Following 35 years of consistent winning as a head coach – including 10 seasons at the University of Oklahoma – Lon Kruger announced his retirement Thursday.
Throughout his three-and-a-half decades as a Division I head coach, Kruger proved to be one of the most dependable coaches in college basketball. He was the first coach to take five different schools to the NCAA Tournament and is the only coach to win an NCAA Tournament game with five programs. He is also the only coach since the NCAA Tournament expanded to 64 teams in 1985 to take four programs to the Sweet 16 or beyond.
More important than the success of his teams is the manner in which Kruger led them. Known throughout the coaching circles as one of the kindest and most genuine leaders in the industry, Kruger built his career on the foundation of hard work, humility, integrity and service.
Kruger concludes his collegiate coaching career with a 674-432 (.609) overall record, including a 195-128 (.604) performance in his 10 years at Oklahoma. Kruger’s 674 Division I wins are the 27th most all-time and were the 10th most among active coaches at the time of his retirement.
A staple of the postseason, Kruger’s teams reached 20 NCAA Tournaments, advancing to the Sweet 16 five times and clinching Final Four berths in 1994 (Florida) and 2016 (Oklahoma). Named the 14th head coach in OU history on April 1, 2011, Kruger was handed the challenging task of turning around a program which had gone 27-36 (.429) in the two seasons prior to his arrival. Over the next decade, Kruger guided Oklahoma to seven NCAA Tournaments (only missing the Big Dance once since his second season), two Sweet 16s and the 2016 Final Four. His 195 victories are the fourth most by an OU head coach.
Under Kruger, Sooner players earned first-team All-Big 12 selections on six occasions and racked up 32 Academic All-Big 12 honors. Kruger mentored numerous national stars, most notably 2016 National Player of the Year Buddy Hield and 2018 National Freshman of the Year Trae Young.
Four Sooners were drafted into the NBA during Kruger’s tenure, and two of them were among the top six picks (Hield and Young). In addition to his time at Oklahoma, Kruger served as the head coach at Texas-Pan American (1982-86), Kansas State (1986-90), Florida (1990-96), Illinois (1996-2000) and UNLV (2004-11). He also saw a four-year stint in the NBA – three as head coach of the Atlanta Hawks (2000-03) and one as a New York Knicks assistant (2003-04).
What makes Kruger’s success at multiple schools even more impressive is the condition of the programs when they hired him and the rebuilding jobs he faced at each. In the year before his arrival as head coach at his six stops, the programs had combined for a 78-99 record (.441). Kruger’s teams went a combined 92-89 (.508) in his first year at those schools, 117-72 (.619) in his second year, 114-74 (.606) in his third year and 115-49 (.697) in his fourth season. He directed all six programs to 20-win campaigns and took each of the last five to the NCAA Tournament.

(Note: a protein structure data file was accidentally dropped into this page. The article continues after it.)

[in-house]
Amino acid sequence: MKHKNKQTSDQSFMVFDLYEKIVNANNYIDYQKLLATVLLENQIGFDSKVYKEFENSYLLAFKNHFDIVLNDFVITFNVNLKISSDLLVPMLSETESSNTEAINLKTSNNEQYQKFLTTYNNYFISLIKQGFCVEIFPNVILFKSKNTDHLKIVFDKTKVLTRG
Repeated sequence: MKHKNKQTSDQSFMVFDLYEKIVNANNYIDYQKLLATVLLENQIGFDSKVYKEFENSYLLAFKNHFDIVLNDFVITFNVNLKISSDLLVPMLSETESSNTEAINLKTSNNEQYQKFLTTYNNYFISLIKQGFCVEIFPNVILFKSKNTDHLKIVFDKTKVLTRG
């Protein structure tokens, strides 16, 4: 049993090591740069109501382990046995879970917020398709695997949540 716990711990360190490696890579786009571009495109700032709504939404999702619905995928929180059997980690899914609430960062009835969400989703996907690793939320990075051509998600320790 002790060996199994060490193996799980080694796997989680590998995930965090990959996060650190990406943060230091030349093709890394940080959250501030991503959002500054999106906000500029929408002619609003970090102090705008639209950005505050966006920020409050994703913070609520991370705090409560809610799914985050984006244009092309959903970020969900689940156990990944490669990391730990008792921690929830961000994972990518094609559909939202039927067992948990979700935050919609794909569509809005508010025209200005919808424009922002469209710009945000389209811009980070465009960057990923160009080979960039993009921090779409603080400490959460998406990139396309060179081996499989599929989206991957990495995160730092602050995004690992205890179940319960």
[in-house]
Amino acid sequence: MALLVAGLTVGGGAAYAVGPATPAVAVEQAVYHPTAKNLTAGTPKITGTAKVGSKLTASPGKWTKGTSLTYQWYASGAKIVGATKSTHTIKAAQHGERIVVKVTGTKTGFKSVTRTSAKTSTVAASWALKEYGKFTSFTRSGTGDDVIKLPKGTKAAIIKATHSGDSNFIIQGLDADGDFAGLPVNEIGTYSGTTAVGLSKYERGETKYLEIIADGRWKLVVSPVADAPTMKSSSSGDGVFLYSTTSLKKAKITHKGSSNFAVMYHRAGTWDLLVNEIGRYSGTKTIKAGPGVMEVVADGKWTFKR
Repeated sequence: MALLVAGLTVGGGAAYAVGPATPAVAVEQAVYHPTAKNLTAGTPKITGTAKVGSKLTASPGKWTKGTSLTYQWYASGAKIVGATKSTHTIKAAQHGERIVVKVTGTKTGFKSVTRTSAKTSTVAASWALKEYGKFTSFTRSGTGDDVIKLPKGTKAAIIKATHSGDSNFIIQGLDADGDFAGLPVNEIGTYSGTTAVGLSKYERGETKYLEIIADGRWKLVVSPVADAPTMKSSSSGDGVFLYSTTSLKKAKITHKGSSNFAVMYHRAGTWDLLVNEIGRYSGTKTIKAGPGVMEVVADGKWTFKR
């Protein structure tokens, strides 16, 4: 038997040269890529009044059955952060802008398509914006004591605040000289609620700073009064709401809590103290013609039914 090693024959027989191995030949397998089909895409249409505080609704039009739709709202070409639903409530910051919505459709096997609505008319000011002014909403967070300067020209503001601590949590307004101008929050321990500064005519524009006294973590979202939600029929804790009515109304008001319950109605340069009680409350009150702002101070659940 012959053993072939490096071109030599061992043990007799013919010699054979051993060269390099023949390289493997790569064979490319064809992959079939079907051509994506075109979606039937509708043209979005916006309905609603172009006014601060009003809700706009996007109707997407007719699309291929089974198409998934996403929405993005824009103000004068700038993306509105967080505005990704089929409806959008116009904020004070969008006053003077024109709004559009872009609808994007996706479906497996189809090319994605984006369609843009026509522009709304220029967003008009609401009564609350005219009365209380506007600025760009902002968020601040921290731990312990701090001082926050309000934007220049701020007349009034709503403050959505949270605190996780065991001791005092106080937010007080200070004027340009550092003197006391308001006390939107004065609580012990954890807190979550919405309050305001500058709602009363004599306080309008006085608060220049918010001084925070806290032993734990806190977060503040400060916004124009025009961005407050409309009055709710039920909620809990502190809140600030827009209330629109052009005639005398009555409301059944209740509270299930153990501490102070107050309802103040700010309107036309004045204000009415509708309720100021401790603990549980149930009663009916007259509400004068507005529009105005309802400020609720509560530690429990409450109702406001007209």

Immediately prior to coming to Norman, Kruger compiled a 161-71 (.694) record in seven years at UNLV. He coached the Runnin’ Rebels to the NCAA Tournament four of his last five seasons after the program appeared in only two of the previous 15 tournaments. He took over a UNLV program in 2004 that had gone through a period of significant instability with nine different head coaches in a 13-year span.
Kruger began his head coaching career in the 1982-83 season at Texas-Pan American (now UTRGV), where he compiled a four-year mark of 52-59, including a 20-8 record in the final season. He was inducted into the UTRGV Athletics Hall of Fame in 2018.
From there he left for his alma mater of Kansas State where he was 81-46 (.638) in four seasons. Each of his K-State squads qualified for the NCAA Tournament, and the 1988 team was one of the best in the school’s history with 24 wins and a trip to the Elite Eight.
When Kruger took the Florida job in 1990, the Gators were coming off of a 7-21 season. Four years into the role, Kruger guided UF to the 1994 Final Four. By pulling a similar turnaround at OU, Kruger is one of just two head coaches (also Rick Pitino with Kentucky and Louisville) to inherit two teams coming off a sub-.500 year and take both to the Final Four within the first five seasons as head coach.
After six years at UF, he went to Illinois for a four-year run. His Illini teams were 81-48 (.628) with three NCAA Tournament appearances. As a player, Kruger helped lead Kansas State to back-to-back Big Eight Conference titles in 1972 and 1973. He was honored as Big Eight Player of the Year in 1973 and 1974 while also being named an Academic All-American as a senior. In 2006, his No. 12 jersey was retired at Bramlage Colliseum.